Farmer Focus: Kansas land tax would devastate farming

My level of frustration with government at all levels is quite high this evening.

Along with trying to get my income tax returns done by the 1 March deadline, I have to make some decisions regarding the “new” farm bill that is actually a couple of years late.  

See also: Read more from our Arable Farmer Focus writers

I must decide whether or not to update yields and base acres by 27 February. Even if Farmers Weekly gave me 20 pages, I doubt I could explain this farm bill.

At first glance it appears the goal was to make it as complicated as possible. If that was indeed the aim, I would say the government succeeded. Most of the people administering it don’t understand it. 

By the end of March I will have to choose one of three options. I will then have to live with those choices until the end of this current programme. If history is anything to go by, Congress will not be able to write a new farm bill on time and will extend this one for one or two more years beyond the end date.  

Our state government is causing a lot of heartburn right now too. Several years ago Governor Brownback pushed through a state income tax cut without the corresponding spending cuts. The idea was businesses would flock to Kansas, making more revenue for the state, so there wouldn’t need to be any spending cuts. That hasn’t worked and the state has blown its reserves and now faces a $0.5bn (£0.32bn) deficit.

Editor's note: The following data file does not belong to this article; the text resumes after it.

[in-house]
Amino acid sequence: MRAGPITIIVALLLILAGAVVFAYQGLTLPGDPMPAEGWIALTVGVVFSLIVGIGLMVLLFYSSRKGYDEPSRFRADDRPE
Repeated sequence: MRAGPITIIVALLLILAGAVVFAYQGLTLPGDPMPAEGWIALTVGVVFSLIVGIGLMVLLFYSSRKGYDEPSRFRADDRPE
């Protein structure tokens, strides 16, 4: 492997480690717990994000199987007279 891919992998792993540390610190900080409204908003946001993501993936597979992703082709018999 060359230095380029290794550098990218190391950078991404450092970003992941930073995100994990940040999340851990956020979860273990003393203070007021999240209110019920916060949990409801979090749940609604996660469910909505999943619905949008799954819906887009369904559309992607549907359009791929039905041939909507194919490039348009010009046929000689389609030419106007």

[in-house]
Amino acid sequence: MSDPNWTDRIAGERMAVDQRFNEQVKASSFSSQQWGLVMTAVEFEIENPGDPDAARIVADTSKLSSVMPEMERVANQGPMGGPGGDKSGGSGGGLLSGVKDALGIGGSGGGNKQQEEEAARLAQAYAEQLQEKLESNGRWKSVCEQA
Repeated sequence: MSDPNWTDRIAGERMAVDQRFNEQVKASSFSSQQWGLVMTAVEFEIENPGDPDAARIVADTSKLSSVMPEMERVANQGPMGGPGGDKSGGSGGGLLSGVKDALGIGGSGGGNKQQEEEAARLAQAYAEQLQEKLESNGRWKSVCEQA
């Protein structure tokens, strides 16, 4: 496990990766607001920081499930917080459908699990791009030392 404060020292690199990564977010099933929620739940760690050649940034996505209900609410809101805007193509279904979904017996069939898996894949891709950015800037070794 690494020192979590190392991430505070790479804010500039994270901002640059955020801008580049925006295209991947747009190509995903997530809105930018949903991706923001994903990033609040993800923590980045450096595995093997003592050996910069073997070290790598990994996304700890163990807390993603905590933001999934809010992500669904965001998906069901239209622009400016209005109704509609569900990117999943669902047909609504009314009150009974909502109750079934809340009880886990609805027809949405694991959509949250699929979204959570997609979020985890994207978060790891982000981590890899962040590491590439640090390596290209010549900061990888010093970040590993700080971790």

In American politics you will never hear a politician say: “I was wrong.” Instead of restoring the income tax cuts, a state senator from the Kansas City area has proposed raising tax valuations on farmland as much as 600% to restore funding to schools. In his words, farmers have just had it too good for too long. There isn’t any doubt raising the tax valuation by that much would be devastating for Kansas farmers. 

Perhaps Farmers Weekly could start a contest among the English-speaking farmers of the world to identify the dumbest politician. I think someone from Kansas would win.

Brian Hind farms 1,250ha of prairie land, of which 770ha is family owned and the rest rented. Of this, 330ha is arable cropping with maize, soya, grain sorghum, alfalfa plus a mix of rye, triticale and turnips for grazing by 200 beef cattle. Grassland is used to produce hay.

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